My ex and I bought another house after having moved six times in seven years. The kids were approximately six and three years old, and I was about seven years sober.
Fear of financial insecurity had been something that was always with me. Looking back at my story, I see that it was probably human to be afraid when I was a mother of babies and toddlers, and my ex had lost a few jobs and at times we’d lived on savings. During at least one of those times, I had read a book about homelessness and, selfishly, realized with relief that people such as myself, educated with family ties intact, seldom ended up homeless. The young families I saw on TV who were in a shelter were the exception, chosen by the reporter for that reason. Their family ties had broken down and they didn’t have help or support. I had a mother and inlaws who would help and support me if I needed them to.
I guess I also have to be easy on myself looking back and remember that I was young, a young mother, and some anxiety in these situations was normal.
All that is to explain that I felt more secure financially when I owned a house rather than paid rent. And it was at this point that I got to fulfill that again. My ex had gotten promotions and of course the paid for move of a huge distance was enormous. I was about three hours by car from my hometown and family, and that was a good distance.
Within a few months of that move and that purchase, he left me.
I won’t recount details because all of the people involved are still very much alive, though I hope on some level they don’t read this. But they might. He wasn’t a bad person and neither was I. I don’t know what I would have done had he not left me. It wasn’t a healthy marriage, though it wasn’t awful, and the children were very young.
The young children were the first source of my anxiety. I felt very strongly that I didn’t want them in day care.
I asked my ex to reconsider for a very short time. Then I got on with it.
I took some of the many meditation books I had a placed them around the house, and read them when I was near them. I made a list of people I could call, and I went down the list and called them. I often did that right after I put the kids to bed, since that was a particularly anxious time for me. Some were program people, some were friends, and some were relatives. Some knew what was going on in my life, and some didn’t. I called two of my aunts, for example. One was an English teacher, and I talked to her about the English classes I was taking. My other aunt had a kitten my kitten’s age, and I talked to her about that. Neither one knew for a long time that I was having difficulties, but it passed the time and connected me to them.
I kept my meetings, and once a month I traveled for an hour to the meeting I had attended two moves previously. I kept up with the AA folks from home from before I had moved away.
I made practical plans. I bought a new car with money from our savings, because the car I was driving wouldn’t support lap/shoulder belts in the back, and the kids were getting bigger. I made plans to move back near my family and to work on a Master’s degree there. I got all this written into the seperation agreement and my plan was to move back, get a Master’s, and go work when the kids were schoolage.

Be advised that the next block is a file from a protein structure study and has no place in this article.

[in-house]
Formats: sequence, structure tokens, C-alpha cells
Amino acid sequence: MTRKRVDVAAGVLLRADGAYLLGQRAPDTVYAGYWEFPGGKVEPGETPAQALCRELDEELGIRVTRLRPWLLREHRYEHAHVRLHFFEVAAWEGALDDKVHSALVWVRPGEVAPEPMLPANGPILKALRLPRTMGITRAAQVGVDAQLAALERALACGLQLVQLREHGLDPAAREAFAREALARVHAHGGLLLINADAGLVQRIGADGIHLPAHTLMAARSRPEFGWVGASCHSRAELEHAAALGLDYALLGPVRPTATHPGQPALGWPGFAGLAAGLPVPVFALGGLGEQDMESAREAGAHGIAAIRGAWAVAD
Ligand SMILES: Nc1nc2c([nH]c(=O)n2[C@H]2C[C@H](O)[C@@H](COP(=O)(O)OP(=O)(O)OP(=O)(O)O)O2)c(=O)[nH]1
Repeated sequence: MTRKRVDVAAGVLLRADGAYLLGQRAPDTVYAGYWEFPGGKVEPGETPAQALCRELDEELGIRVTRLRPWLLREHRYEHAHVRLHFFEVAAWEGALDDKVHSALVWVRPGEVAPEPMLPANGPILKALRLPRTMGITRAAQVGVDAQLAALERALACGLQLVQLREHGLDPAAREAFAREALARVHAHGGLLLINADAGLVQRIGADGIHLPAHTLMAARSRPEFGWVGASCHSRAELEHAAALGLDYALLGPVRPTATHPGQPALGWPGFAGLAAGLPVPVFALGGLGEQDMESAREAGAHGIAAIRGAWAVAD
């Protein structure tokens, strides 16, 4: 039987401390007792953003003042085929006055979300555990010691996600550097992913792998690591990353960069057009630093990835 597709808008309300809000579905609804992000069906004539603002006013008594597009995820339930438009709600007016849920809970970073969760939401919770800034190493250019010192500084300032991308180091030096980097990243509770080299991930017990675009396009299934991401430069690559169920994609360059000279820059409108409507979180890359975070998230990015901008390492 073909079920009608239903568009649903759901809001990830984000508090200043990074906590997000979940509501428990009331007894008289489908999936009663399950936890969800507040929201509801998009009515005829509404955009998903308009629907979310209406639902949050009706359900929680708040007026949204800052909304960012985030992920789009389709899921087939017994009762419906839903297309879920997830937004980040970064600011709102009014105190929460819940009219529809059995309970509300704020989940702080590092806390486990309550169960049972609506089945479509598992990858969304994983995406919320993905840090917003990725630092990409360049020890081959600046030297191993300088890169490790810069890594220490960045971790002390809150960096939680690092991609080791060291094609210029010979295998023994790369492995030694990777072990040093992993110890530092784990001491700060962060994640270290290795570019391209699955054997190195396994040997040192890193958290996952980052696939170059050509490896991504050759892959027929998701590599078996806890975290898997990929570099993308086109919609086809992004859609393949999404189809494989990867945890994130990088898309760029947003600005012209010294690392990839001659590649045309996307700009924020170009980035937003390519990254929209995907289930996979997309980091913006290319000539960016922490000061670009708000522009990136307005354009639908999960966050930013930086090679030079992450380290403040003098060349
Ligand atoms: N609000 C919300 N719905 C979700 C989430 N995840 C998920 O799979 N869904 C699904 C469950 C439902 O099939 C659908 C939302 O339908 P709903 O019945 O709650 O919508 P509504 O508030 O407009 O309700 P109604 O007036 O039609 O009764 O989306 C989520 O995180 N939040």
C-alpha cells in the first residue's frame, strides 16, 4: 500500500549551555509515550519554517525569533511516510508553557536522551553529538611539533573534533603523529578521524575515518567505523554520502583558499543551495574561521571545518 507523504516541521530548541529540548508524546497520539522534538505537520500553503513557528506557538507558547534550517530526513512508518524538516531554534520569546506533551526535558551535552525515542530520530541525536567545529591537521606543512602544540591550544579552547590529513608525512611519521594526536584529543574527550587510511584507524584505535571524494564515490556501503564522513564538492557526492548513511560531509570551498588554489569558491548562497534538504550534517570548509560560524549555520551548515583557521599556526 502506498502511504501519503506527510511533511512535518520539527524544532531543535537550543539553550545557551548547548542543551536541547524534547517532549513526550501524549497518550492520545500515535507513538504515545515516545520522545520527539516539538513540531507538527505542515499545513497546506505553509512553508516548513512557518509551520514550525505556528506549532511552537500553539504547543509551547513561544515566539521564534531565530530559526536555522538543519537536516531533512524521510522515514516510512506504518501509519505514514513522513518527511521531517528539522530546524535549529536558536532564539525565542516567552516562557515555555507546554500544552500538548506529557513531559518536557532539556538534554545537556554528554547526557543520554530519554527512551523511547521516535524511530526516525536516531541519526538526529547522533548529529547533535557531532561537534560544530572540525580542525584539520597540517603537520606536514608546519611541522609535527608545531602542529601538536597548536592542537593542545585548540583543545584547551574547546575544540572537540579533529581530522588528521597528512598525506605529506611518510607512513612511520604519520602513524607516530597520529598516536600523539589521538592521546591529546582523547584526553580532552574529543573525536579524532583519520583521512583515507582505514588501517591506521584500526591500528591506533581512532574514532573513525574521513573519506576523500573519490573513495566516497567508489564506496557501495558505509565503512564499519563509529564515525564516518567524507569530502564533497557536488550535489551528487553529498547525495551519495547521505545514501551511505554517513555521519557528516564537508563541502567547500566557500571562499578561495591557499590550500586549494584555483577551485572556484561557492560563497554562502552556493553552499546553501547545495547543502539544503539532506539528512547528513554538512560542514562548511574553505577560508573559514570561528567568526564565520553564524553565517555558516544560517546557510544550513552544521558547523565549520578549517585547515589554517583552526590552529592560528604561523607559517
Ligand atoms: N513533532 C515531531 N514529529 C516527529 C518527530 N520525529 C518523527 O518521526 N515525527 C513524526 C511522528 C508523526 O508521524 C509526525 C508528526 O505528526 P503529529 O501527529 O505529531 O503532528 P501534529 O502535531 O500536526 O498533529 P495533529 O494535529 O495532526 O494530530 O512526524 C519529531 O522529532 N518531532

Sometimes, in my most panicky moments, I considered drinking briefly. A few things kept me sober through this. Mostly, I believed and had experienced that if I went back to drinking, it would be as bad as it had been before, and then get worse. I understand that I couldn’t get or stay sober for someone else, but I also knew that if I drank, I couldn’t function as a mother. I “thought it through” in a big way, picturing my daughter, at six, trying to get up and get ready for school on her own or while trying to take care of her brother. I knew she would do this, and the image was unacceptable to me. It still chokes me up to think about it, even though I know it will never happen.
I had known a woman who attended a meeting I attended several years before that. She had a daughter my daughter’s age. This woman was out of jail while waiting to be sentenced for driving drunk and causing someone’s death. She had to make arrangements for someone to take care of her daughter, maybe for years. I knew and believed that this also could and would happen to me, along with every other awful thing I had ever heard about.
In the relationship breakup that I had suffered through before, my choice was drink or die. This time it was more like drink or live. I pictured my kids telling their “story” when they were grown (the result of listening to thousands of stories through the years). I saw them say, “And then my father left, and then my mother fell apart.” Again, not acceptable to me at that time.
I don’t know why I was blessed then with the ability to still believe in the program and the people, to really know that drinking would make things worse, and to believe that I would get through the hard parts and that they wouldn’t last forever. I understand that these things are impossibly hard for some other to believe and that I, like them, had often found the world to be intolerable and had taken refuge in a chemically altered mind. The gift of that ability to believe is something I often wish I could give to others when I care about them and see them reject all or part of the program. Just last night someone I care about said that she had been out drinking, and that it was OK, that AA had taught her moderation. I guess that works sometimes, but I don’t think it would work for me. Just the fact that somone says that screams to me that they are alcoholic. I also wouldn’t do it now, even if I could. I wouldn’t, not hardly ever.